I was just wondering if i should get AMD A8 or A10, They are both accelerated processing units but i was wondering for high end gaming if A8 would be alright. I am not after the integrated gpu but the the processor its self and its speed. Am i better off getting A10?. Im not going to use the integrated graphics, i have a dedicated graphics card and will disable the APU graphics.
My PC specs:
Gigabyte F2A85X-D3H Motherboard
Radeon HD 7950 (will get 2nd when i have the money)
Seagate 1tb Hard disk
Asus DRW-24D3ST Green DVD-WRITER
12 gb DDR3 Ram
Antec 1000w PSU
Cooler Master Case
I will be playing games like BF4, COD GHOSTS, DCS WORLD flight sim. on ultra settings
You're probably better off getting an AM3+ board with an FX processor; something like a FX-6300 should be sufficient.
APU processors are more of a main-stream, entry level based option. If you're set on the FM2 platform, at the very least, get something like an Athlon II 750K, which is just an APU with the integrated graphics disabled. You can take the money you saved and invest it towards an aftermarket cooling solution to overclock.
I can't recommend any FM2 cpu for a crossfire set up of 7950s. As others have said, you should probably invest in the AM3+ platform and go with at least a 6300. If you can afford it I'd recommend the 8320 but that is if you have the money for a decent AM3+ board and cpu. Otherwise go with the 6300.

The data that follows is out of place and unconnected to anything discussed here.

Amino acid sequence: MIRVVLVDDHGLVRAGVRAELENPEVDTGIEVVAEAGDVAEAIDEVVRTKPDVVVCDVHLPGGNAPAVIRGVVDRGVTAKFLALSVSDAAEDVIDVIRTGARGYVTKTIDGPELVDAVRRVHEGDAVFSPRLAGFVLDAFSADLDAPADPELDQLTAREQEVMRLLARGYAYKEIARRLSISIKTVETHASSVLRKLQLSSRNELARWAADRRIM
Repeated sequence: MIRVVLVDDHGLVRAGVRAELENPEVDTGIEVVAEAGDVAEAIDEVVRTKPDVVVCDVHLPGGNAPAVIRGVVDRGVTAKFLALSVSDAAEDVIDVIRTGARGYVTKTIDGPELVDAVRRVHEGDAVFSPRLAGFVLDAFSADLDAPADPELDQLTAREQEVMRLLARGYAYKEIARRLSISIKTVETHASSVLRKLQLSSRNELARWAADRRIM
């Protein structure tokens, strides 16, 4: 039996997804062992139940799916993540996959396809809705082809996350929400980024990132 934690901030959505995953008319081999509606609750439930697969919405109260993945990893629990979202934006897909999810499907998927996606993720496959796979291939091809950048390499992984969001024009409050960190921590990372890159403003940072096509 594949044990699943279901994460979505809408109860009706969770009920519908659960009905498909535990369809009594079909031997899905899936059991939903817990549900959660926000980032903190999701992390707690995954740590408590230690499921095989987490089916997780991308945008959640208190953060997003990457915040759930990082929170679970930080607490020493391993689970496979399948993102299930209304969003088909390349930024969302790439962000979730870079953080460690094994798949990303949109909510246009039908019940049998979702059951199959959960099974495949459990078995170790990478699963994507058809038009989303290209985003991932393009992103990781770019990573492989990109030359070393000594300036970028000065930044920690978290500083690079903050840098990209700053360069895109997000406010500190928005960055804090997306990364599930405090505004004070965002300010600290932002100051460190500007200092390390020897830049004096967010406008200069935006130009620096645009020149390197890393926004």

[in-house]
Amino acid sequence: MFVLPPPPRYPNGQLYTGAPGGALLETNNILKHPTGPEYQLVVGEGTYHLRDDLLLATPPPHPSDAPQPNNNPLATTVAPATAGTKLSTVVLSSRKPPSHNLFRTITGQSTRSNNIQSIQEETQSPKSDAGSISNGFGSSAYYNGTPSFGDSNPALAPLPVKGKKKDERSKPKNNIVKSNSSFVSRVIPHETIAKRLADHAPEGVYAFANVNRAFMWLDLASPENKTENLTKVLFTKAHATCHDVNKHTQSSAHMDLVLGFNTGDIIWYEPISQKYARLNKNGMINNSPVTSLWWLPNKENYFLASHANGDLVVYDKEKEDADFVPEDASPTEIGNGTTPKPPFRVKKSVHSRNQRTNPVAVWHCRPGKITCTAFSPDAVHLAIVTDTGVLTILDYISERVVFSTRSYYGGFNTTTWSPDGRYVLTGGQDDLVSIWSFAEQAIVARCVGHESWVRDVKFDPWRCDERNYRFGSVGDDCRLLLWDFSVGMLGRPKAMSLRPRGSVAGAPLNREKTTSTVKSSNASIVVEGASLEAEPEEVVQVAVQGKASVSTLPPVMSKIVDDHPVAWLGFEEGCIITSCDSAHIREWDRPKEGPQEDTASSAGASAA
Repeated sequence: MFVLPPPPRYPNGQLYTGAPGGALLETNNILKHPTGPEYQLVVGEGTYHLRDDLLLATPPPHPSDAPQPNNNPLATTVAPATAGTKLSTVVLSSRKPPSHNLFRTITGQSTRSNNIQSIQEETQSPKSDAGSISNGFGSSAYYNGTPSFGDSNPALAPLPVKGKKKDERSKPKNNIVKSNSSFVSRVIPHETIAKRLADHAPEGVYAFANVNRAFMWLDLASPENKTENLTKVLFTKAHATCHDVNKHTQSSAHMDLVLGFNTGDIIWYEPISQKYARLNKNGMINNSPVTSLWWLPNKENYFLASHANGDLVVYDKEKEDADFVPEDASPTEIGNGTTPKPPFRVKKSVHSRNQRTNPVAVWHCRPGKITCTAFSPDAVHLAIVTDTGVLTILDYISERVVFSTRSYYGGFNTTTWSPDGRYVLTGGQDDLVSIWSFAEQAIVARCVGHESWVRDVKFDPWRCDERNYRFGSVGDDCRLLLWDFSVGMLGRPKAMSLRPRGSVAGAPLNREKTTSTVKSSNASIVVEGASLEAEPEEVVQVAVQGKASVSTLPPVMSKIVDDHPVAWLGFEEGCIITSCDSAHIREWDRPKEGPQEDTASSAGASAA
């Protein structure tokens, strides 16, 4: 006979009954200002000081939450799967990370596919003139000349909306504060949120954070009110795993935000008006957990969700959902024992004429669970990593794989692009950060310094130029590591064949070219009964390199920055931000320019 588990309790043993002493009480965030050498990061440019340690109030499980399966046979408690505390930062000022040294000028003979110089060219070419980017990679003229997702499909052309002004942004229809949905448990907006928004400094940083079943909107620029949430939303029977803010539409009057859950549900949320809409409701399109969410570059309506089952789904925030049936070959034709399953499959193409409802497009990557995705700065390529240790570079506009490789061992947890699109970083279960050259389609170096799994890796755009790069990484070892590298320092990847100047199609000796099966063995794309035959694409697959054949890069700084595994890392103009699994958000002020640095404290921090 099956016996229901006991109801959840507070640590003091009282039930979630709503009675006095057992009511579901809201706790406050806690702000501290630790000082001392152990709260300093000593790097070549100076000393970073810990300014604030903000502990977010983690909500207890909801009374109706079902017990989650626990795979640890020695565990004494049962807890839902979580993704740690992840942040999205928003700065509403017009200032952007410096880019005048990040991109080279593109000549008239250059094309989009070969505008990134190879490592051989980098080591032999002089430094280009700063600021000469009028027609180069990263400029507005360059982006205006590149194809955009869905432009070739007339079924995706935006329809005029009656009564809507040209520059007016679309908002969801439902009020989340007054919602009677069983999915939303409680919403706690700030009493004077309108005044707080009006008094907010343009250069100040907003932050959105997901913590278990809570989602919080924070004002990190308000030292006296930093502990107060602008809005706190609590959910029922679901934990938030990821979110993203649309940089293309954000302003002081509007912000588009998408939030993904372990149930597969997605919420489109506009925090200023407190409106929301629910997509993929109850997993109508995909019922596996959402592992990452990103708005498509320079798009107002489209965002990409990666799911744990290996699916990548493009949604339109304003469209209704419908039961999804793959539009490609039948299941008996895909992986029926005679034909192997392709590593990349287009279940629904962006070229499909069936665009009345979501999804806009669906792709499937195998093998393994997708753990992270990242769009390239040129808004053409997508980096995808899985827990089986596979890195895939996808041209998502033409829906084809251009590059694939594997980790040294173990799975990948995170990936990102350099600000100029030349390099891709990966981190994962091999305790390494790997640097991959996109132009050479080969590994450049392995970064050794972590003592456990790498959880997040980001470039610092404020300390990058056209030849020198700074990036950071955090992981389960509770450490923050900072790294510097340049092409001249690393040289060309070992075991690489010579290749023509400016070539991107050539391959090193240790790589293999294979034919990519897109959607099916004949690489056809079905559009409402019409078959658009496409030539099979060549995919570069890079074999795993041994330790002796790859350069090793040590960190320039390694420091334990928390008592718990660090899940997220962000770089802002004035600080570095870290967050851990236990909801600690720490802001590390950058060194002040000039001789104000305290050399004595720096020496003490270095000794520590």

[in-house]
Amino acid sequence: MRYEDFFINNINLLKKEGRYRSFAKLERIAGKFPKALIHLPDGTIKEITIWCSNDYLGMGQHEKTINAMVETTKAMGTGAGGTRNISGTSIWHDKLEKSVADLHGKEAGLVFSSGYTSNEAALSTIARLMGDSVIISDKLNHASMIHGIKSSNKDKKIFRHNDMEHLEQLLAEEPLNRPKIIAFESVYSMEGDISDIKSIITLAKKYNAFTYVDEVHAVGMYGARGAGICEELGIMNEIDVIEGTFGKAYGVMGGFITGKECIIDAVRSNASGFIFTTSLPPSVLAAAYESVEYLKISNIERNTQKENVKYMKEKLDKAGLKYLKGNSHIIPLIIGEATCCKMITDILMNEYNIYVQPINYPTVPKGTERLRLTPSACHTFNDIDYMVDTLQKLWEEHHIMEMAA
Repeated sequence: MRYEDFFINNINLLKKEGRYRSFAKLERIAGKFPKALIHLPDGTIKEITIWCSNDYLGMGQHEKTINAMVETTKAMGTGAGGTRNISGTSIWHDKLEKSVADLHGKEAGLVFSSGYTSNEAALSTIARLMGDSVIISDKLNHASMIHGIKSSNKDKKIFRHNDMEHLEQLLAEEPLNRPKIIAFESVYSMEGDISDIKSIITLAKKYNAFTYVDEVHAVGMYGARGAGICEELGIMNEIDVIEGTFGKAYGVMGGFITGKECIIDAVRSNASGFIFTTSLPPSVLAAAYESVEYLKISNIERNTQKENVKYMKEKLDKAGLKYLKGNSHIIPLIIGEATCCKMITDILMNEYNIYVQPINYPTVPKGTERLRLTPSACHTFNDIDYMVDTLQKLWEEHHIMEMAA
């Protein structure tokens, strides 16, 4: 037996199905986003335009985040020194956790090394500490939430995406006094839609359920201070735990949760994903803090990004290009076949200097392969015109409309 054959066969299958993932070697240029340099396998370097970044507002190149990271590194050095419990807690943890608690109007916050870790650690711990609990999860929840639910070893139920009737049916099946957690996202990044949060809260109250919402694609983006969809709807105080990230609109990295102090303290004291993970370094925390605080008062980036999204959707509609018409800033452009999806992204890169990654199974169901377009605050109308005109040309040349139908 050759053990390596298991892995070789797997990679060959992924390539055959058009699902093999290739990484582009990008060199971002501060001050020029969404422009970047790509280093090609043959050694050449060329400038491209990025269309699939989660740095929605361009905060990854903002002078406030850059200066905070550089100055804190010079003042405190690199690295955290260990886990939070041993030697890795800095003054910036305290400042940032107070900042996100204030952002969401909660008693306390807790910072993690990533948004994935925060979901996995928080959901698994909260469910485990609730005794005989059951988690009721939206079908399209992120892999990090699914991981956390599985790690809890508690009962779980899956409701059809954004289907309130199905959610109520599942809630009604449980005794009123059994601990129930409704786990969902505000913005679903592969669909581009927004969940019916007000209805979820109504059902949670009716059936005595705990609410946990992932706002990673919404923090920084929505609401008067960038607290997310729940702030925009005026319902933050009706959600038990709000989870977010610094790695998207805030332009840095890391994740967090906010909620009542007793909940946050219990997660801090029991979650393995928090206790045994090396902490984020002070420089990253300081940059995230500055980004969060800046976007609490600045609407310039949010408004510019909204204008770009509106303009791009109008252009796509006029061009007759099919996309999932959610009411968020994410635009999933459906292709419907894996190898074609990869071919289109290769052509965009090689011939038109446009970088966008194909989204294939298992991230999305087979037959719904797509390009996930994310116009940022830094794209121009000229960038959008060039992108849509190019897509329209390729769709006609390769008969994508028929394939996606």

If you must go with FM2 realize that a crossfire set up would be a bad idea, especially with 7950s. But if you do go with FM2, go with the Athlon X4 760k and overclock it as high as you can.
Honestly I don't think that any FM2 cpu will be able to handle BF4 multiplayer on ultra at playable framerates. In BF4 multiplayer you might even run into a bottleneck with just one 7950 (since BF multiplayers are quite cpu intensive)
the athlon is equivalent to the A-8, without the integrated graphics. Honestly you'd be better off getting an AM3+ board and a good CPU.
Crossfire is a mixed bag. It is completely at the mercy of drivers and developer support. Some game developers don't support dual cards (altho this is rare nowadays). Crossfire has some issues with micro stuttering, this is a driver issue and has been getting better as new drivers get released. You'll also have higher temps in your case and you'll have to make sure your cooling is up to par. Adding in a second card is definitely a huge boost in power though. Most cards can't get anything close to playable when playing in eye infinity mode (3 1080p monitors playing a single game) where as a crossfire or SLI set up is often the only way to do it. I normally say see how one card goes, and if it isn't good enough, add a second.